I’m sick of repeating myself over and over. My kids never obey the first time. It’s frustrating obviously, a recipe for insanity for sure. There are some days I lose it.
“Why don’t you listen to me the first time!” I shout angrily, unable to control myself.
After they reluctantly drag themselves to complete the specific task, be it putting their shoes in the bucket by the front door, coming inside, picking up clothes off the floor, feeding the dog, or brushing their teeth, I have yet to hear them come and apologize for their listless behavior.
“Sorry mom,” would be nice once in a while.
Now, before you start recommending your parenting books or giving me your tips on helping kids to listen, I have done my share of research. I’ve scoured the pages of many parenting books and I’m coming to a different conclusion on the matter.
My growing empathy for my children, and their lack of desire to do exactly what I say when I say it, has my attention. The hypocrisy of it all is undeniable.
Unless I’m following a new recipe or need to find my way in a different city or want to avoid a speeding ticket, strict instructions don’t sit right with me either. At least not anymore.
Up until the last few years, I prided myself in being the good girl. Doing exactly what the teacher asked, completing every assignment on time, obeying my parents while I lived under their roof, never veering off course or venturing towards the “slippery slope.”
Pleasing people, in all its forms, was a passion.
I don’t think any of us, if we’re honest, enjoy being told what to do, how to do it, and “oh by the way do it NOW!” We all squirm under such circumstances. We might not have the language for it or even know what to do about it, but it feels like we’re being choked or chained to a leash.
Still, for those of us unskilled in the art of rebelling, we obey because we know we will receive at least some sort of love and affirmation. We don’t think to question whether or not that love is actually real.
I can trace my good girl status back to Sunday School days, where I learned to believe God blessed those who obeyed, preferably the first time, who followed His commands, and didn’t stray from the truth.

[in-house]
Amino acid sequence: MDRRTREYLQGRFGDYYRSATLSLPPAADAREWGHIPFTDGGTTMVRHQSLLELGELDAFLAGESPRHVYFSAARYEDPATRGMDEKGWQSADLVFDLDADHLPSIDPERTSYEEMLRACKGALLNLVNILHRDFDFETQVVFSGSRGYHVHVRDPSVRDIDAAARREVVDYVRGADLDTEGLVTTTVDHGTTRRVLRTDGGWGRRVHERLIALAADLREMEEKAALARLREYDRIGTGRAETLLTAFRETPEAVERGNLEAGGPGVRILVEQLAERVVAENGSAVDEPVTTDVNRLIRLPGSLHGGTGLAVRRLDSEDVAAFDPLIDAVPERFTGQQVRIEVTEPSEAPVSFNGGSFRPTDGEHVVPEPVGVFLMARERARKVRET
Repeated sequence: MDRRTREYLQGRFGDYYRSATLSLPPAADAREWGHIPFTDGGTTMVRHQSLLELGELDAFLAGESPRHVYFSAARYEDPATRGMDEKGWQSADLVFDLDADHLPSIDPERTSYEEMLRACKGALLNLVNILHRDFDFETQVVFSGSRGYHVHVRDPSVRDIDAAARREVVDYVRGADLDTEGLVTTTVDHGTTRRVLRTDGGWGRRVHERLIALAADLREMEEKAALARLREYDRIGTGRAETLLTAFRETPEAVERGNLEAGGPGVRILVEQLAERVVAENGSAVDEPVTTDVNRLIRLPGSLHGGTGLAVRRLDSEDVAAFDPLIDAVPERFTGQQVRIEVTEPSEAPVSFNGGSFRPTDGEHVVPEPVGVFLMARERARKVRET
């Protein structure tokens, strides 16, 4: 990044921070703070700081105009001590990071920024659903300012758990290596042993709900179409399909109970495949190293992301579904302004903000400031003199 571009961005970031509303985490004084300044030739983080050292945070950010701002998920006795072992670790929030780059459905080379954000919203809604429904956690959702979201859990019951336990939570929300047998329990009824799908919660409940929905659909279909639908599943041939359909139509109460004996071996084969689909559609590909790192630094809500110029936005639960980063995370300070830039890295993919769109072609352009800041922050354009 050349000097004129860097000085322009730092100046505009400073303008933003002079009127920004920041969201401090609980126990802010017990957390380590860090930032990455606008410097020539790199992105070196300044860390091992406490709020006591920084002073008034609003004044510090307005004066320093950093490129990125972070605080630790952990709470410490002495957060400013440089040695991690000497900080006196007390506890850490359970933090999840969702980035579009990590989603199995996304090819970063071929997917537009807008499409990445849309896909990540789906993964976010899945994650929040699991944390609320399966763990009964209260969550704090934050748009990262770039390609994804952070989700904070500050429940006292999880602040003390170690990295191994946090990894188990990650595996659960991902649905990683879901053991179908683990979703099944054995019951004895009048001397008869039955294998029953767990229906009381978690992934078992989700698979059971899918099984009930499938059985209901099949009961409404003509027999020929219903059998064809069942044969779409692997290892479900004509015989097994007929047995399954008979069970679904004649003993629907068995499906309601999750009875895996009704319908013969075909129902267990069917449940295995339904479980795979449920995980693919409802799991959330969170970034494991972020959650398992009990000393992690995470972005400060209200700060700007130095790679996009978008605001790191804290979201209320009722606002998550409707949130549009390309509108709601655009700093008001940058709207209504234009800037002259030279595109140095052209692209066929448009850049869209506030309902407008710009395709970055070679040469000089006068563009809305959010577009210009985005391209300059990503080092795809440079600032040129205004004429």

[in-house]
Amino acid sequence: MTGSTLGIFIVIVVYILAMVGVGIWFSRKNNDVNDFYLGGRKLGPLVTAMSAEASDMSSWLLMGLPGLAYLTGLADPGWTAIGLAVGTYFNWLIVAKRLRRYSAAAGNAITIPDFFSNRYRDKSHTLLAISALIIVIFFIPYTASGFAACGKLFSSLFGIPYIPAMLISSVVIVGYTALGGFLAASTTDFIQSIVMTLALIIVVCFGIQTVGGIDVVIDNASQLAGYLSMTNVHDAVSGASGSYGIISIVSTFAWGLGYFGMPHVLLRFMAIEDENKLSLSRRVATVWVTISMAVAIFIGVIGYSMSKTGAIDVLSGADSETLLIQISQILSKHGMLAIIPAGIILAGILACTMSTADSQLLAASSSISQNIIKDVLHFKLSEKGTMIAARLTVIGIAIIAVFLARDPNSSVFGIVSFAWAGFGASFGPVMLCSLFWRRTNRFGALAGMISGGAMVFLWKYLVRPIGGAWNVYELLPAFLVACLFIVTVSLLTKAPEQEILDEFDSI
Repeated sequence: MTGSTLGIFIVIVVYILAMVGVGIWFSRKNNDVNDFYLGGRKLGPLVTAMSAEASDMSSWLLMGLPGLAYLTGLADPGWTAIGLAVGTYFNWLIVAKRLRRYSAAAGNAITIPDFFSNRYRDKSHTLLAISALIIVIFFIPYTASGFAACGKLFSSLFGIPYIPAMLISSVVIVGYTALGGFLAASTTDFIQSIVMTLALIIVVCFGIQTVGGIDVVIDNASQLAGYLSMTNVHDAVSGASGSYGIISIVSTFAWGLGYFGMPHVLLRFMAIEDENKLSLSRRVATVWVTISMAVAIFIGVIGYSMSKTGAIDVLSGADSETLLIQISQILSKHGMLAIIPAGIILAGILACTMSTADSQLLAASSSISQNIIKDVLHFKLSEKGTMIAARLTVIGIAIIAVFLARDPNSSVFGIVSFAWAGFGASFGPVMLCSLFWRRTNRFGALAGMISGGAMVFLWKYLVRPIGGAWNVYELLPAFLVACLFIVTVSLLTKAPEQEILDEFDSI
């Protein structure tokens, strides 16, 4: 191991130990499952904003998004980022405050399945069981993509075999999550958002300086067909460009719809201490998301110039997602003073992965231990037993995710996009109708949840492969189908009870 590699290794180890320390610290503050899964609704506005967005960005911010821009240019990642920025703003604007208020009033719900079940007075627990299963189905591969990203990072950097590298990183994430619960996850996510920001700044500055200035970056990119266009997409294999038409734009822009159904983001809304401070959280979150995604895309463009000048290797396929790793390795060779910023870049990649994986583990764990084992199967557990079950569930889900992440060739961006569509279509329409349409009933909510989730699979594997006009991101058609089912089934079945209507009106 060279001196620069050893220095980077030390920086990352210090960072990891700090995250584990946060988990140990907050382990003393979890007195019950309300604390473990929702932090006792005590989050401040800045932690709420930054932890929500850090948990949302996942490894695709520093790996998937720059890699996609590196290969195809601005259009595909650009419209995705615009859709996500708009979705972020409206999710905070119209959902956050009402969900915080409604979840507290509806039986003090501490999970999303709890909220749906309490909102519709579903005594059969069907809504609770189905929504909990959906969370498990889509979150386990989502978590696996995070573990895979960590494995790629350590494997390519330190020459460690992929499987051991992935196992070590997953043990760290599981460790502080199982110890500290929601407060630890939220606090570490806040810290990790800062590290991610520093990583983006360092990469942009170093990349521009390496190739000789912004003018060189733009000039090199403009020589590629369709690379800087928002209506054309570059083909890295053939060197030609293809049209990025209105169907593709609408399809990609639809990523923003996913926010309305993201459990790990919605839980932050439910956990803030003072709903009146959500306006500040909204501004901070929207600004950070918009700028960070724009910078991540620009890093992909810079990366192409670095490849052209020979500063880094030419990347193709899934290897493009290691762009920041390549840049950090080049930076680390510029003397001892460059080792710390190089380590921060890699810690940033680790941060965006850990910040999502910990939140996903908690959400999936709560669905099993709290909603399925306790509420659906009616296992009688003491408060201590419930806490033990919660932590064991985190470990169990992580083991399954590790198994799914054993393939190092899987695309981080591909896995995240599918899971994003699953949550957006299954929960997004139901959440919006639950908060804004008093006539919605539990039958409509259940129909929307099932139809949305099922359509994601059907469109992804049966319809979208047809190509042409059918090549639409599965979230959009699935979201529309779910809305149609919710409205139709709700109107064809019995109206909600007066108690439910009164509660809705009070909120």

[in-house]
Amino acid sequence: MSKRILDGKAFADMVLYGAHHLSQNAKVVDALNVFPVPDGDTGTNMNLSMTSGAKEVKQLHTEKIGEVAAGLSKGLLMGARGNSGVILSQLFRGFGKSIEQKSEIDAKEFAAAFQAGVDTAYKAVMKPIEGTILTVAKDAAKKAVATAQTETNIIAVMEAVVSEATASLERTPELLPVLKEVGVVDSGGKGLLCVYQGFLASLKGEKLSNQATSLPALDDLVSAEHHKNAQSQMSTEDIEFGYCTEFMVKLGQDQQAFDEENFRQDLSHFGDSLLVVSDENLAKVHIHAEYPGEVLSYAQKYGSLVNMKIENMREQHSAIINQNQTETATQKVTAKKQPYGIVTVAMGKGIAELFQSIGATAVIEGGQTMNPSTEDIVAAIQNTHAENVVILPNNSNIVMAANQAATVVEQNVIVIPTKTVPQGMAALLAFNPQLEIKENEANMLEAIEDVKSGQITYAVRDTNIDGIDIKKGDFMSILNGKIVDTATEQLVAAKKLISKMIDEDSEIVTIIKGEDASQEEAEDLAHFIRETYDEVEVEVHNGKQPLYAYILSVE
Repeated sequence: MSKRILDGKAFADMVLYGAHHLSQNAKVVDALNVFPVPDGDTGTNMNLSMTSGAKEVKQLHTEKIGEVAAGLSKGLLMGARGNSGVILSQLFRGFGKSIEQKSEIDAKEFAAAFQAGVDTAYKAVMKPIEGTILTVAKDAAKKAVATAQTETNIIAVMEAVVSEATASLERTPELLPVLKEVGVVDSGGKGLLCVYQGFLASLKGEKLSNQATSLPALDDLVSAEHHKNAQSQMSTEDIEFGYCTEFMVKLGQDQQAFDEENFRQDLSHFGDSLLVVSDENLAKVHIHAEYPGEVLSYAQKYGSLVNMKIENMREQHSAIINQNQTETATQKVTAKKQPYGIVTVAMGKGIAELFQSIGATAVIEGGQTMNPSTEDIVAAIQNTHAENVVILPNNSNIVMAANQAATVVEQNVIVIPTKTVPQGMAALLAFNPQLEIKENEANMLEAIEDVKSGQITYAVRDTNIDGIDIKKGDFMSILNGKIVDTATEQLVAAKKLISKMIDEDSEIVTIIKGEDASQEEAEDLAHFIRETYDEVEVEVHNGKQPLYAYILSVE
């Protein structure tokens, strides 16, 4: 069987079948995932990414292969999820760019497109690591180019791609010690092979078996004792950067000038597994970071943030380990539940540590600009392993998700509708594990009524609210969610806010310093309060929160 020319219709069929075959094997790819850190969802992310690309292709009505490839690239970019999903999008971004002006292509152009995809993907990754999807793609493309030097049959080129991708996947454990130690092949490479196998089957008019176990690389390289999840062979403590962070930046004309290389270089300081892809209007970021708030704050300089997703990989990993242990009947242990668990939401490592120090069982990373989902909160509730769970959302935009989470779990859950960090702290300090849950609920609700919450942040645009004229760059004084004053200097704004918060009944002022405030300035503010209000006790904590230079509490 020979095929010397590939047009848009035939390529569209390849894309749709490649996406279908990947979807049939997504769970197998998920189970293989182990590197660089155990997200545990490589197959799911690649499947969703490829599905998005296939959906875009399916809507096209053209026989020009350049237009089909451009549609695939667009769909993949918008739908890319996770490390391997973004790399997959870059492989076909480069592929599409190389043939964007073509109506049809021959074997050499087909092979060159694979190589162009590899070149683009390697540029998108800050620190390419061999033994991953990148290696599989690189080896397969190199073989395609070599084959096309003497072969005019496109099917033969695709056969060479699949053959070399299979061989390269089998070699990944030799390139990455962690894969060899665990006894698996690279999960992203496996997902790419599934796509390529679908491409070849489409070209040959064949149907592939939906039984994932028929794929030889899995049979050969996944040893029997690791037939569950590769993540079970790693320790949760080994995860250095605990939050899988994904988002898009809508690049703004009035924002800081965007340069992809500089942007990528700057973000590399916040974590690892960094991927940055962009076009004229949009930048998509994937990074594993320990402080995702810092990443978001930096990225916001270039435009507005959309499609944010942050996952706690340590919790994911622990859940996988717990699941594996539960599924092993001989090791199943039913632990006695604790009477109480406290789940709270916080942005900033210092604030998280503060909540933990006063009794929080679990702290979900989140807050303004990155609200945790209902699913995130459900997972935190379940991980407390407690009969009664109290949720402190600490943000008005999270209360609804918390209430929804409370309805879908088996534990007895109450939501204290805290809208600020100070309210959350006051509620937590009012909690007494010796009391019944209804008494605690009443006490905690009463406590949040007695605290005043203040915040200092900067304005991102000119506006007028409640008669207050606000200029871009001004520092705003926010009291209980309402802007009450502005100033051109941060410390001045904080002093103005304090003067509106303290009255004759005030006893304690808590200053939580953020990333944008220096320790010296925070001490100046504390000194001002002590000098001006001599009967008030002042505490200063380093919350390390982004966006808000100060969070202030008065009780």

As my perspectives of God have been moving and shifting, I realize how disturbing, how destructive these beliefs were and still are to me, and you.
I am shocked, saddened by the message I’m sending to my kids when I insist on their obedience and unleash my fury when they do not do what I ask immediately. To think of how this shapes their view of the world, of God and His desires for them.
I have a profound respect for the rebellious ones, the curious question askers with why always on their lips, the risk takers who don’t mind cliff jumping and hold their lives loosely. I praise the daring humans who decide to go a different way and follow the breadcrumbs down a once forbidden path.
We all know them, the people who sneak around the back way, go where they’re not supposed to go, resist the norm, or as Richard Rohr puts it, “live on the edge of the inside.”
In school, I was always envious of my peers who had the audacity to not finish their homework or study for a test, or earn anything less than an A. To me, that seemed to take real courage.
Being teacher’s pet, giving all the right answers, nodding my head in agreement, didn’t require an ounce of bravery, and unfortunately, it was where I decided to camp out for more years than I liked.
It will take many more years, I’m sure, before I fully unlearn my legalistic, rule-abiding, tell-me-what-to-do disposition.
Thankfully though, my kids won’t listen.
Thankfully, they see right through my stupid requests. Thankfully, they ignore my deceptively urgent decrees and eventually do it on their own time. Thankfully, they are grasping for a more honest, hesed love.
Thankfully, they see the world as kind, a place to explore and test their limits. Thankfully, truth has yet to become about following a silly system or a set of beliefs.
Now, it’s my job to harness their naturally rebellious spirit, to welcome their defiance, to revel in their non-conformity, and to trust people-pleasing is more dangerous than it sounds.
It’s my job to cheer them on as they change the world, instead of cringing when I think they should do it my way.